For The Bahamas, these incomparable, crystal blue waters have long been an intrinsic part of its economic and social history. Ever since the Lucayans gazed upon the golden horizon, to this very day in which we breathe, and for eons to come; every economic bounty and environmental beauty, afforded by nature’s great legacy to the archipelago, have come from the sea.

In forming such an integral part of its economic and environmental history, it is nonetheless surprising that so little of it is taught, at an exam level requirement, in local schools.

Outside of interpersonal history, and the men and women who have come to shape the Bahamas, it is the history of maritime commerce and the way of life it afforded for generations, which underscore all aspects Bahamian economic history. So why don’t we know more about it?

Eric Wiberg grew up in The Bahamas. The Wibergs, originally from Sweden, have been part of the fabric of The Bahamas since 1955. Eric has traveled some 10,000 nautical miles, across the length and breadth of The Bahamas, to feed his passion for the sea. Out of this, Wiberg has produced an extraordinary knowledge profile on Bahamian maritime history.

Mailboats of the Bahamas: 200 Years of Maritime History

“Captain Frederick Bain of the Farrington sailing schooner Alisada in the 1930s was known to teach himself Euclid, and is believed to have been the grandfather of Prime Minister Lynden Pindling.”

“By the 1980s many people were flying inter-island. Not my family: here in 1984 my sister and her three brothers and our parents (Wiberg family) piled aboard the Deborah K. II, operated by the Archer family, for a voyage to the Abaco Cays overnight. Built as the Windhund in Germany in 1965, this vessel was captained by Garnett Archer and Donald Moss was mate. Both men or their families were interviewed for this book. The matrix tells you the Deborah K. was 348 feet long and replaced Deborah K.1984, or Stede Bonnet, 1985. She appears on schedules in 1988, 1989, and 1992, but is inactive by mid-late 1990s.”

MAILBOATS OF THE BAHAMAS: A TWO HUNDRED YEAR MARITIME HISTORY Book Details: ISBN 9780998375915, Island Books, Boston MA, due June 20, 2020, c.350 pages, colour, hardcover, e-book, Kindle, charts, bibliography, full case histories of 340 vessels to 1804, chapters by island and owners and hull type.

Bahamas In World War II: A Military Chronology 1939-1945 by Eric Wiberg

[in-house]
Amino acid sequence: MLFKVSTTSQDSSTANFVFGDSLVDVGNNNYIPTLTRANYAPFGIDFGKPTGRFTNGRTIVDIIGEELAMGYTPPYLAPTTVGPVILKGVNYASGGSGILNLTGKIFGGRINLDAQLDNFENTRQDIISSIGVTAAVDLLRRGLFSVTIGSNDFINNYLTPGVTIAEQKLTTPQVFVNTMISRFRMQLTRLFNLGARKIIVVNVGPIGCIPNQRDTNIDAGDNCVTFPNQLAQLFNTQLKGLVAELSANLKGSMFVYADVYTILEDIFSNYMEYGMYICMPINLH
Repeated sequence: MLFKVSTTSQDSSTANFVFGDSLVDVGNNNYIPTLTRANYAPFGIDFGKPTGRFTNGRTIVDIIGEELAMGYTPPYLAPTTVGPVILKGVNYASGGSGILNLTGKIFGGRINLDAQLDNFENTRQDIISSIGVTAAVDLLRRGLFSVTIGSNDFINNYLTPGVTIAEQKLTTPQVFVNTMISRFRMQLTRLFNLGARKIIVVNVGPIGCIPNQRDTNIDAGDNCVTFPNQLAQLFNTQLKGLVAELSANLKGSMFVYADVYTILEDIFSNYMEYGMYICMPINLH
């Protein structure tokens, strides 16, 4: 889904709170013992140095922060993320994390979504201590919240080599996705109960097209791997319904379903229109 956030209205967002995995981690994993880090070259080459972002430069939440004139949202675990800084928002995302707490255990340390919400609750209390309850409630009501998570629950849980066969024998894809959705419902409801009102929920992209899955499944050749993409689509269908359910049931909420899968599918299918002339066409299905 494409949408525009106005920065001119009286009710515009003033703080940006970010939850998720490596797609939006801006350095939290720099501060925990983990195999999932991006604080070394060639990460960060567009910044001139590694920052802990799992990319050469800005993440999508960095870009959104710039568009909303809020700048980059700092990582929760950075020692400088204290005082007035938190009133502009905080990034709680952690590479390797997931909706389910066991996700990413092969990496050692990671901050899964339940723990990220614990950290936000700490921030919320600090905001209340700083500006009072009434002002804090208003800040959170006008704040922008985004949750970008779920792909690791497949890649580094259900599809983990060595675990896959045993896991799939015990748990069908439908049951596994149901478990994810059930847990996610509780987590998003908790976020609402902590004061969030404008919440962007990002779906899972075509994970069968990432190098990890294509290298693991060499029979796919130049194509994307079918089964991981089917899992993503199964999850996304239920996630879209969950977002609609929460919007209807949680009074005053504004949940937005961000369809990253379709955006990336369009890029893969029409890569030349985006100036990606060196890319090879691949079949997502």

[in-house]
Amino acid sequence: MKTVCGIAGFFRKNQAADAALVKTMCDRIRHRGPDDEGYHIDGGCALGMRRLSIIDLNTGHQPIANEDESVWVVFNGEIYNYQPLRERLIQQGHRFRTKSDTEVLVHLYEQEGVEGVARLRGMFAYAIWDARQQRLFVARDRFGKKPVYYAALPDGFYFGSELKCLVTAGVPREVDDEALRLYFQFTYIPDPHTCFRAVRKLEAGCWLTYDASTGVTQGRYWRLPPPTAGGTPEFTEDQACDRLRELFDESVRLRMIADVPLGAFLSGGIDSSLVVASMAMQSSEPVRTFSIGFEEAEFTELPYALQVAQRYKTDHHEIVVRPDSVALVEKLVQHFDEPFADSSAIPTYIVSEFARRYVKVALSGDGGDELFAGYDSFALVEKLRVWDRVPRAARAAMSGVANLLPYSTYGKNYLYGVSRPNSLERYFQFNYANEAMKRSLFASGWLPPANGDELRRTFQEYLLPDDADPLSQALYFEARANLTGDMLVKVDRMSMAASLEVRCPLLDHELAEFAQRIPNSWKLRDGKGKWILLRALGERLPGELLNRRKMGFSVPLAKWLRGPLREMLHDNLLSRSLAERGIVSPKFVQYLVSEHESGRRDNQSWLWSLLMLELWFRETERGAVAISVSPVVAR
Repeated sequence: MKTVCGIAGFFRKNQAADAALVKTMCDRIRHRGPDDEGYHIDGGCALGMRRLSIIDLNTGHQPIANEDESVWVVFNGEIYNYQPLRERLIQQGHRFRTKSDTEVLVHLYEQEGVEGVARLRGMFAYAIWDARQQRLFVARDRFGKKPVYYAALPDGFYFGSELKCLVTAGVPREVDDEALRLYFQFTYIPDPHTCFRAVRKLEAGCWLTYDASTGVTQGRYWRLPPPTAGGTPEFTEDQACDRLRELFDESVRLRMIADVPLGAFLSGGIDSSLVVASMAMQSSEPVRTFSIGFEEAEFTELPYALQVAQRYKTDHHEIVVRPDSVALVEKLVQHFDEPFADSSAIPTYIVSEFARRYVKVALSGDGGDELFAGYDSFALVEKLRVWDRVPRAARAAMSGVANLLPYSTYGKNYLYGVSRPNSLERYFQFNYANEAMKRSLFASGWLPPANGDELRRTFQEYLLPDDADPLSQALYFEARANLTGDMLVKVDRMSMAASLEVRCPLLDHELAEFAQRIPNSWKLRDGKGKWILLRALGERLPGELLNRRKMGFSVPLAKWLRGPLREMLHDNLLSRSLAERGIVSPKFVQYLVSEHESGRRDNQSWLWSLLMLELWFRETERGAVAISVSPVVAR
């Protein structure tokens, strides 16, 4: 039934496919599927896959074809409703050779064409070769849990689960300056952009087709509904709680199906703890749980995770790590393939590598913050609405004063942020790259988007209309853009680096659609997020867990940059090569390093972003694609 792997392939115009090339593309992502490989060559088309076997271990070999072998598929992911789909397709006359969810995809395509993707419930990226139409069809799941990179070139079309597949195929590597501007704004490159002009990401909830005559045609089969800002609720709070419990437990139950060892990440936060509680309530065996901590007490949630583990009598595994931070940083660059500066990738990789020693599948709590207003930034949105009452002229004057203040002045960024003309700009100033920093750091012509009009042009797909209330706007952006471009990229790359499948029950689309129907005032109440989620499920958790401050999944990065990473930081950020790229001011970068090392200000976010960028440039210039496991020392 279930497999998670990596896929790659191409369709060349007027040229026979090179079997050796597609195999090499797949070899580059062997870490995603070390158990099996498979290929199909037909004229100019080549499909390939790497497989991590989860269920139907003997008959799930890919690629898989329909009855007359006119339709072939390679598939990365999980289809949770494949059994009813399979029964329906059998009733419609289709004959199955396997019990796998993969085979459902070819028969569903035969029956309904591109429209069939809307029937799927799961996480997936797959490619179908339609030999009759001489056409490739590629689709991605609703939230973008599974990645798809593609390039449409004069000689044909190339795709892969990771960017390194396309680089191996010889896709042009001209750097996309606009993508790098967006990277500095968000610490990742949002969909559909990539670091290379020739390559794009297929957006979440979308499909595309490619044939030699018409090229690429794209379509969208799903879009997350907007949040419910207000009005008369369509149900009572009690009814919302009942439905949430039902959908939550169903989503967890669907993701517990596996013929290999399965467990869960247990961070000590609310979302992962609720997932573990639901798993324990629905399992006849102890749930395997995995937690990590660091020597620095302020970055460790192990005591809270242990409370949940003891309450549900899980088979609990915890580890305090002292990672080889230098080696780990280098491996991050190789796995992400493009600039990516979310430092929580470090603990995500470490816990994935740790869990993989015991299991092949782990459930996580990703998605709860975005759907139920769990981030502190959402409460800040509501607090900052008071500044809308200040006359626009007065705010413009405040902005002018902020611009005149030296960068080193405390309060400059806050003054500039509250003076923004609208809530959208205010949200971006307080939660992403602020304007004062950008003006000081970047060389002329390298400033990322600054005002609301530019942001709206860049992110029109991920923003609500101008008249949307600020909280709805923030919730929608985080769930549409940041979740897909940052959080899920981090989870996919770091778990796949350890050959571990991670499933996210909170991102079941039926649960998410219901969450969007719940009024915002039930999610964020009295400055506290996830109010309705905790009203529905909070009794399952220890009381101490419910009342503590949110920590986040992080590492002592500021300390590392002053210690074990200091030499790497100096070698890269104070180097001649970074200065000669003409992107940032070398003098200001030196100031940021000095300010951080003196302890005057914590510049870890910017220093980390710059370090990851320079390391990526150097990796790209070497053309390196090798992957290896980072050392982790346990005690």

How I came to write about this particular subject matter: My interest in WWII sprung from stories over dinner; we had books, no television. Hearing about how Swedes in Bahamas helped Germans in the war irked me, so I tried to verify it and am unable to since it’s not true. My brothers and I found the RAF Marauder aircraft in 8 feet of water off Balmoral Island, we found a TEST BOMB from the RAF in Westward Villas, and the RAF Hospital on Prospect Ridge, with empty vials everywhere. My brother flew with Lester Brown, our neighbor, who earned the Distinguished Flying Cross over Europe.

Over time I found that a merchant sailor was buried in Acklins; that his shipmates were saved by Marion Carstairs on a yacht built at Whale Cay, Berry Islands; I interviewed a storekeeper in Deadman’s Cay Long Island who witnessed a U-boat, and a Norwegian film crew and I discovered the grave of a Norwegian sailor at Cross Harbour, Abaco, killed by U-boat attack. I met an Italian Prince who ran around a Bahamian beach in World War II from a submarine, and a German U-boat commander who wrote Iron Coffins, who said no German ever set foot on Bahamian soil in WWII.

Who knew that the British and Americans had three major air bases on New Providence and Exuma, that they spent well over $60 milion in todays’ currency just to build them, that RAF men and women were about 30% of the population of the capital for years, that they flew over 2,000 US and Canadian-built aircraft from Oakes Field and Windsor Field across the Atlantic to Africa, Europe, the Middle East and Asia, and trained a further 5,000 aviators, who literally took off into combat when their training was complete?

One irony that explains the general lack of understanding about these major events is that the participants were mostly Europeans who went away soon after they arrived, that the Bahamian servicemen by contrast, largely served in Europe, that censorship meant that the story was intentionally buried in archives in the US, UK, Australia, and Germany until at least the late 1970s.

This book’s fulcrum are over 350 pages of pure daily diaries of all German, Italian, RAF, US, Cuban, Bermudian, and other military activities in the million-square-mile region from 1939 to 1946. Readers can learn how the Axis worked hard to sever oil and ore supplies from the Windward Passage and Straits of Florida, and how the US Navy was caught flat-footed in the first half of 1942, until their shipbuilding prowess and technological innovations eventually gave them an upper hand, particularly with hunter-killer groups outside the Bahamas.

This book tells of the rescue of over 300 Allied sailors, the loss of hundreds on the USS Warrington to a hurricane. For those with loved ones who served on merchant or navy ships, they can trace every single convoy by port, date, escort, ships in said convoy, and even those lost. The RAF Cemetery and its fallen aviators are carefully credited and documented, the I.O.D.E. having preserved the lovely, sacred space for decades.